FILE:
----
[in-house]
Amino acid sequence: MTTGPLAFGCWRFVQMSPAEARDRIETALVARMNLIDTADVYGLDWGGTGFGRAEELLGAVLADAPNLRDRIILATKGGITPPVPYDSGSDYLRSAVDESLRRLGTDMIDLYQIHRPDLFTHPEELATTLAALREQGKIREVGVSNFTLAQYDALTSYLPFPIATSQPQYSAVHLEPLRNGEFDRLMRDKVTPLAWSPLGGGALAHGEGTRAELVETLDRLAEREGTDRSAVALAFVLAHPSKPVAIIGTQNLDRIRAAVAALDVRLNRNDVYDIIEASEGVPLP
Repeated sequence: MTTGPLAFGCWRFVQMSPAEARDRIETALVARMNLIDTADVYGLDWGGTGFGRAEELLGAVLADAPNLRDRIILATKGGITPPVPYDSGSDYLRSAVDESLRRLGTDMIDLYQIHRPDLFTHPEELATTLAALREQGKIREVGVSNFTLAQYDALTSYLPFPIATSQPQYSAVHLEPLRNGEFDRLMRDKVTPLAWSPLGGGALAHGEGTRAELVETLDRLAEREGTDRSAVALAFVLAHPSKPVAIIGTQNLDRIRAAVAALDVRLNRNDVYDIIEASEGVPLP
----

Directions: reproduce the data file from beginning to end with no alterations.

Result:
[in-house]
Amino acid sequence: MTTGPLAFGCWRFVQMSPAEARDRIETALVARMNLIDTADVYGLDWGGTGFGRAEELLGAVLADAPNLRDRIILATKGGITPPVPYDSGSDYLRSAVDESLRRLGTDMIDLYQIHRPDLFTHPEELATTLAALREQGKIREVGVSNFTLAQYDALTSYLPFPIATSQPQYSAVHLEPLRNGEFDRLMRDKVTPLAWSPLGGGALAHGEGTRAELVETLDRLAEREGTDRSAVALAFVLAHPSKPVAIIGTQNLDRIRAAVAALDVRLNRNDVYDIIEASEGVPLP
Repeated sequence: MTTGPLAFGCWRFVQMSPAEARDRIETALVARMNLIDTADVYGLDWGGTGFGRAEELLGAVLADAPNLRDRIILATKGGITPPVPYDSGSDYLRSAVDESLRRLGTDMIDLYQIHRPDLFTHPEELATTLAALREQGKIREVGVSNFTLAQYDALTSYLPFPIATSQPQYSAVHLEPLRNGEFDRLMRDKVTPLAWSPLGGGALAHGEGTRAELVETLDRLAEREGTDRSAVALAFVLAHPSKPVAIIGTQNLDRIRAAVAALDVRLNRNDVYDIIEASEGVPLP